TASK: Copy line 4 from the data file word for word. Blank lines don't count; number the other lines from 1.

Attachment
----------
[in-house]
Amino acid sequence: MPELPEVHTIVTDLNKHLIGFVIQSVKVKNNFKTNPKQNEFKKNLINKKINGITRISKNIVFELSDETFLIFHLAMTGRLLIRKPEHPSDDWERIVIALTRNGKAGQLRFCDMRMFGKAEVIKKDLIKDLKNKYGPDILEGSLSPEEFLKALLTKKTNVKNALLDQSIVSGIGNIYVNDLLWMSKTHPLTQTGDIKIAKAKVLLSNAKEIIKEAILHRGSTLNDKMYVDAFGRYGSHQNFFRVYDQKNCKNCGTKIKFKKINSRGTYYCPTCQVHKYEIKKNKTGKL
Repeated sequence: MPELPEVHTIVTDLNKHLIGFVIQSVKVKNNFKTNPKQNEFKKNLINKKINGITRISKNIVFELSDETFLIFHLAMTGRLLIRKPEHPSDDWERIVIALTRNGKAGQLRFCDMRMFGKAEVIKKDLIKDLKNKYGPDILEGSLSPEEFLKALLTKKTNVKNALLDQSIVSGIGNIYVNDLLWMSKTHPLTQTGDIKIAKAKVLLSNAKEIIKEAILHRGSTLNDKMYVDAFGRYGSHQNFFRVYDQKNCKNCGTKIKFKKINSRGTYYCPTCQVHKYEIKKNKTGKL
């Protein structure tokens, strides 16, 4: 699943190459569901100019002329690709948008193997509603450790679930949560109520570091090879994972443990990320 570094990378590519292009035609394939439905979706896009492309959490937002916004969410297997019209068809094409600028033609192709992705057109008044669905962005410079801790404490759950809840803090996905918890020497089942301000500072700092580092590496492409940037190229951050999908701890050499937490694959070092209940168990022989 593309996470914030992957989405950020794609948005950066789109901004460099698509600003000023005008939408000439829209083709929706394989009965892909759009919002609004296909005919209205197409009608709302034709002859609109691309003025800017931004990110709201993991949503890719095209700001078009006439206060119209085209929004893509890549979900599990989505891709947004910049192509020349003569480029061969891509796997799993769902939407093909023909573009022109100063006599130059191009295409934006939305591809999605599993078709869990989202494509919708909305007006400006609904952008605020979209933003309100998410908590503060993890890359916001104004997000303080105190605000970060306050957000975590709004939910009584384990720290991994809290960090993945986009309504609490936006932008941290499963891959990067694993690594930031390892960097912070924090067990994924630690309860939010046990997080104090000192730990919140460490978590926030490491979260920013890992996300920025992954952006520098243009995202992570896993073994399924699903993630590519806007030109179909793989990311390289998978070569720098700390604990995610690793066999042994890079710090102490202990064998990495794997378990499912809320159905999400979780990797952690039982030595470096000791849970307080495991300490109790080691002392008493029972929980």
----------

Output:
């Protein structure tokens, strides 16, 4: 699943190459569901100019002329690709948008193997509603450790679930949560109520570091090879994972443990990320 570094990378590519292009035609394939439905979706896009492309959490937002916004969410297997019209068809094409600028033609192709992705057109008044669905962005410079801790404490759950809840803090996905918890020497089942301000500072700092580092590496492409940037190229951050999908701890050499937490694959070092209940168990022989 593309996470914030992957989405950020794609948005950066789109901004460099698509600003000023005008939408000439829209083709929706394989009965892909759009919002609004296909005919209205197409009608709302034709002859609109691309003025800017931004990110709201993991949503890719095209700001078009006439206060119209085209929004893509890549979900599990989505891709947004910049192509020349003569480029061969891509796997799993769902939407093909023909573009022109100063006599130059191009295409934006939305591809999605599993078709869990989202494509919708909305007006400006609904952008605020979209933003309100998410908590503060993890890359916001104004997000303080105190605000970060306050957000975590709004939910009584384990720290991994809290960090993945986009309504609490936006932008941290499963891959990067694993690594930031390892960097912070924090067990994924630690309860939010046990997080104090000192730990919140460490978590926030490491979260920013890992996300920025992954952006520098243009995202992570896993073994399924699903993630590519806007030109179909793989990311390289998978070569720098700390604990995610690793066999042994890079710090102490202990064998990495794997378990499912809320159905999400979780990797952690039982030595470096000791849970307080495991300490109790080691002392008493029972929980």